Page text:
How BYU’s Kolby Lee exemplifies the program’s ‘best locker room in America’ approach
The day after the tough setback to Boise State, Pope was overseeing practice and noticed Lee helping junior college transfer Gideon George during some footwork drills.
In helping lead BYU to a 24-win season a year ago, junior forward Kolby Lee started 28 games and was one of the pleasant surprises for the Cougars.
While Yoeli Childs was sidelined for the first nine games of the season, Lee had a lot of responsibility on his shoulders as BYU was shorthanded in the post.
Lee stood tall on a big stage at the Maui Invitational, making a combined 17 of 20 shots from the floor and averaging 12 points and 2.7 rebounds in three games against UCLA, Kansas and Virginia Tech.
And later, in mid-January, the 6-foot-9, 240-pound native of Meridian, Idaho, hit 8 of 8 shots and scored a career-high 21 points in a win over San Diego.
But in 2020-21, Lee, who began the campaign as a starter, was benched as freshman Caleb Lohner took his spot in the starting lineup for three straight games. Lee played sparingly during that stretch.
A few days after BYU’s 74-70 loss to Boise State on Dec. 9, coach Mark Pope put Lee back into the starting lineup against Utah. Lee scored seven points and pulled down four rebounds in 18 minutes of action as he helped the Cougars beat the Utes, 82-64.
“He was tremendous,” Pope said. “He had a terrific game.”
And Lee has been starting ever since.
So how did Lee handle being relegated to the bench earlier this month?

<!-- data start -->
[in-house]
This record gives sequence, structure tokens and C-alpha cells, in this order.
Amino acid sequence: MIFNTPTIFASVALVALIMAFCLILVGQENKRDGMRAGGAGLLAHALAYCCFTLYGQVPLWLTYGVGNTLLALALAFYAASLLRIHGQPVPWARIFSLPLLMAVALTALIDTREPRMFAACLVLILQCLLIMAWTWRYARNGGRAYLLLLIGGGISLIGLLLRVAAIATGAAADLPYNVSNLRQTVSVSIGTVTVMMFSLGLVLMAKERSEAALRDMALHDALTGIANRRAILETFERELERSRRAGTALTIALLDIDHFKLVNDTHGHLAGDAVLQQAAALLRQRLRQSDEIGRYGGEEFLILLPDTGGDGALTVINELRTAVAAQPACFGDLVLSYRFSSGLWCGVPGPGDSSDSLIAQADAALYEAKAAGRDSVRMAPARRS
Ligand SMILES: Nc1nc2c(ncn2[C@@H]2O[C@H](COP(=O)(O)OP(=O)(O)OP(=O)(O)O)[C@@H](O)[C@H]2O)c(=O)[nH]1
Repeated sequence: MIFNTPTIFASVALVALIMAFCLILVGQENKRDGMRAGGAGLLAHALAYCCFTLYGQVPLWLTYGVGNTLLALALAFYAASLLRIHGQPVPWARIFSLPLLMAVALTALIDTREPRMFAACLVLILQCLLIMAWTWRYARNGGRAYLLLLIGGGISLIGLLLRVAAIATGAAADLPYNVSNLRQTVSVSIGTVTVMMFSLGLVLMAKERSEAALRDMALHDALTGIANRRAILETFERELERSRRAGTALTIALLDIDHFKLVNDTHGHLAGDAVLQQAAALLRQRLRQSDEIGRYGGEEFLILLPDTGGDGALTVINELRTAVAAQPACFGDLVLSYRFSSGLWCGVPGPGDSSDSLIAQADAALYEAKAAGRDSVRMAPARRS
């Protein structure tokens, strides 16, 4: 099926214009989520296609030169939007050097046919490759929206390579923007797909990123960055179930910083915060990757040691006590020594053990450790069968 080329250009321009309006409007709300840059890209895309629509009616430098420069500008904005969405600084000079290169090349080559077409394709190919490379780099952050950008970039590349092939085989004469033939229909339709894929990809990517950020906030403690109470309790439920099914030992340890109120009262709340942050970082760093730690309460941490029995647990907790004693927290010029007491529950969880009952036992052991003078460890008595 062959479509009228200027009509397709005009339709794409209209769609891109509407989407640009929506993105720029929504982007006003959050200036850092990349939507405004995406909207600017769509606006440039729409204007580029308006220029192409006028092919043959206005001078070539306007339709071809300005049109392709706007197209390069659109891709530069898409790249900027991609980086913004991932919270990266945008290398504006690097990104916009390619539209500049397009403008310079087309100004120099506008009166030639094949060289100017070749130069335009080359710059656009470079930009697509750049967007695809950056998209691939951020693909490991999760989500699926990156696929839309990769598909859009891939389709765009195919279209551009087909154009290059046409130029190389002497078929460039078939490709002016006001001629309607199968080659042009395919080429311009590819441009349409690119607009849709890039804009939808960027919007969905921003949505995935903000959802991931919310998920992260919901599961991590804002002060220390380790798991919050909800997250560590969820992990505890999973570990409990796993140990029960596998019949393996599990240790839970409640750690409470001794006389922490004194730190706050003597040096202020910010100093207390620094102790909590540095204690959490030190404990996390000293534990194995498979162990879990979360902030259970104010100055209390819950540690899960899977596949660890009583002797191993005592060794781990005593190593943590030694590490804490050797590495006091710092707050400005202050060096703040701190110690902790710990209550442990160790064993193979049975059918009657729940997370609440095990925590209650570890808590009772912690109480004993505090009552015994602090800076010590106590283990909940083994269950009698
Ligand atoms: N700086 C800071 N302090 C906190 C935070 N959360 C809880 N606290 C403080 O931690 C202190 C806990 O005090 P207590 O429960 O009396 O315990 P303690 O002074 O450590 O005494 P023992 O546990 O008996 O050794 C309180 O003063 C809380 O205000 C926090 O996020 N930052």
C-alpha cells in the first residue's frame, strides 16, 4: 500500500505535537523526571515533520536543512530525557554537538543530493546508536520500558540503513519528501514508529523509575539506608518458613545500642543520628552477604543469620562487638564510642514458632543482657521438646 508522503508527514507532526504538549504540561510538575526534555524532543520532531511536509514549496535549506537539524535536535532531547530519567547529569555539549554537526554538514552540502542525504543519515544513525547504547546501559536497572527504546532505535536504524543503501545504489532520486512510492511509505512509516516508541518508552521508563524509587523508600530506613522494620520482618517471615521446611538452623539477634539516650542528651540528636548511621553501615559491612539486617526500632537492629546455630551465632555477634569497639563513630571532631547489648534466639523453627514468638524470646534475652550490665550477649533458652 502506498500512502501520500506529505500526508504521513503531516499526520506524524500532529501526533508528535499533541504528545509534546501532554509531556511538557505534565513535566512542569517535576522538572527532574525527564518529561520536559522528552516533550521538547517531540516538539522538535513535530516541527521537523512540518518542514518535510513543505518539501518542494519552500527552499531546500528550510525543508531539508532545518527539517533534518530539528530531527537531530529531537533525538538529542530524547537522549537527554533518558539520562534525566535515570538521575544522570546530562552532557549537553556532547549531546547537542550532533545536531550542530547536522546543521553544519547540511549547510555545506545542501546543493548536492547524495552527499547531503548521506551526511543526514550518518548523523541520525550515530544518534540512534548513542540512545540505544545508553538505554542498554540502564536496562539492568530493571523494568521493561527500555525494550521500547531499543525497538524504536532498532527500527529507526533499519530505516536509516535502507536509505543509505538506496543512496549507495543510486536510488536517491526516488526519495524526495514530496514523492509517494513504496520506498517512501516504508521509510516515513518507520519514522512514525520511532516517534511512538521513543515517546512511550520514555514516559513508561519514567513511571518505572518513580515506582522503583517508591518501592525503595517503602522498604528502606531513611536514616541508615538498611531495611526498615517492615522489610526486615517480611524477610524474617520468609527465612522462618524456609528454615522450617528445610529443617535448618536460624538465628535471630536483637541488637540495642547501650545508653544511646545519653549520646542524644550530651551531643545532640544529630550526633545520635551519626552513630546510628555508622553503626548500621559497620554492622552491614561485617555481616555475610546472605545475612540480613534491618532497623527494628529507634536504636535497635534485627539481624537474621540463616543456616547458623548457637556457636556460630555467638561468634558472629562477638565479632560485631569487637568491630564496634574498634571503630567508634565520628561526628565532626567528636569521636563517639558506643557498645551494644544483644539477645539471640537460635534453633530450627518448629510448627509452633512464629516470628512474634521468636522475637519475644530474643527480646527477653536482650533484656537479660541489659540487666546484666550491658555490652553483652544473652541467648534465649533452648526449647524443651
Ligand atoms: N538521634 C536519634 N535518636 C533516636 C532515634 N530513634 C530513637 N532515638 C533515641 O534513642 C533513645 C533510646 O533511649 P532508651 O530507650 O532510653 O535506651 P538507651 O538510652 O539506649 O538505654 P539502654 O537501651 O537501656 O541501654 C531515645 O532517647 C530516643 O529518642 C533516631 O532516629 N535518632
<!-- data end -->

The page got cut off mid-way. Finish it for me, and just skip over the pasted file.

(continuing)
According to Pope, that’s when Lee exemplified his concern for his team above himself.
Pope acknowledged the difficulty of making decisions to tinker with the starting lineup and he explained that Lee was “really frustrated and disappointed” at that point of the season.
“He’s about this team but it hurts,” Pope said. “It hurts anybody that goes through that.”
The day after the tough setback to Boise State, Pope was overseeing practice and observed Lee helping junior college transfer Gideon George during some footwork drills.
“Kolby doesn’t know I’m watching,” Pope recalled. “He is coaching Gideon George like he’s one of the assistants on the staff, encouraging, telling him exactly what to do. You just don’t see that very often. What an extraordinary young man he is. That’s probably what made me start him (against Utah).”
Pope also explained that Lee helps his team “function better on the offensive end. He just knows me and understands how we’re eventually hoping to play.”
In the Cougars’ nonconference finale last Wednesday, an 87-79 victory over Weber State, Lee helped BYU get off to a strong start by scoring four of the Cougars’ first nine points. He finished with eight points and three rebounds.
BYU (9-2) opens West Coast Conference play Thursday at Pepperdine. And the Cougars will continue to count on Lee’s leadership and consistency as the season unfolds.
“You’re really blessed as a coach when you get to work with young men like this, that have that type of character. We talk about (being) the best locker room in America,” Pope said of Lee. “It’s not when you beat Gonzaga and everybody’s celebrating on the court. It’s when you’ve just lost to Boise State and you’ve got a player that got benched, who started every game last year, and he’s out there coaching like his life depends on helping a young guy figure it out. That’s what the best locker room in America is. And it’s pretty awesome when you get to see it.”
Lee’s teammates appreciate what he brings to the program every day.
“He’s one of the dudes that took me under his wing at the beginning of the year,” Lohner said. “He works hard and plays the game the right way. I love Kolby. It’s fun to learn from him.”
Matt Haarms is also impressed by the way Lee does his job.
“He’s awesome. I love Kolb,” he said. “Nobody on this team really plays outside of himself. Kolby’s an example of that. He knows what he’s good at, he knows his skills and he just executes that perfectly. On defense, you can always count on him. I’m really happy with the way he’s playing.”